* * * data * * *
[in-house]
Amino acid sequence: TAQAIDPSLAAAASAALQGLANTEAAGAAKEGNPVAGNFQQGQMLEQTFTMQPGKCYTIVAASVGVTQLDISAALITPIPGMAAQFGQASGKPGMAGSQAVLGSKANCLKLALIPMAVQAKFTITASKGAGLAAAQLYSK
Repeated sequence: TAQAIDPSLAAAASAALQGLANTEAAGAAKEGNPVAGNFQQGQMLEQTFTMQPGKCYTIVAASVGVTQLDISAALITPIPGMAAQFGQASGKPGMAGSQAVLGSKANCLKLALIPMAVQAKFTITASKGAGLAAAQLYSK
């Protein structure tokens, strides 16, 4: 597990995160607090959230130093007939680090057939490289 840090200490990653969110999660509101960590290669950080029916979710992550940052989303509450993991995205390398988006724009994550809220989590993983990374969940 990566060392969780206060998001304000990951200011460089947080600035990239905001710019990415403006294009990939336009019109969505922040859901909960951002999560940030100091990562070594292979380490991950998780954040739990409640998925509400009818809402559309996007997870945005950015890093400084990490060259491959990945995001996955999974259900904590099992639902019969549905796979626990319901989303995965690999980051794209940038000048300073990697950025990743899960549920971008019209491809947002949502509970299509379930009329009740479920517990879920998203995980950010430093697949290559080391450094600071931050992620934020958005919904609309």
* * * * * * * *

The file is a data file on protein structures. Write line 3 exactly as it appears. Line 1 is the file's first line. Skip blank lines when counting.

Repeated sequence: TAQAIDPSLAAAASAALQGLANTEAAGAAKEGNPVAGNFQQGQMLEQTFTMQPGKCYTIVAASVGVTQLDISAALITPIPGMAAQFGQASGKPGMAGSQAVLGSKANCLKLALIPMAVQAKFTITASKGAGLAAAQLYSK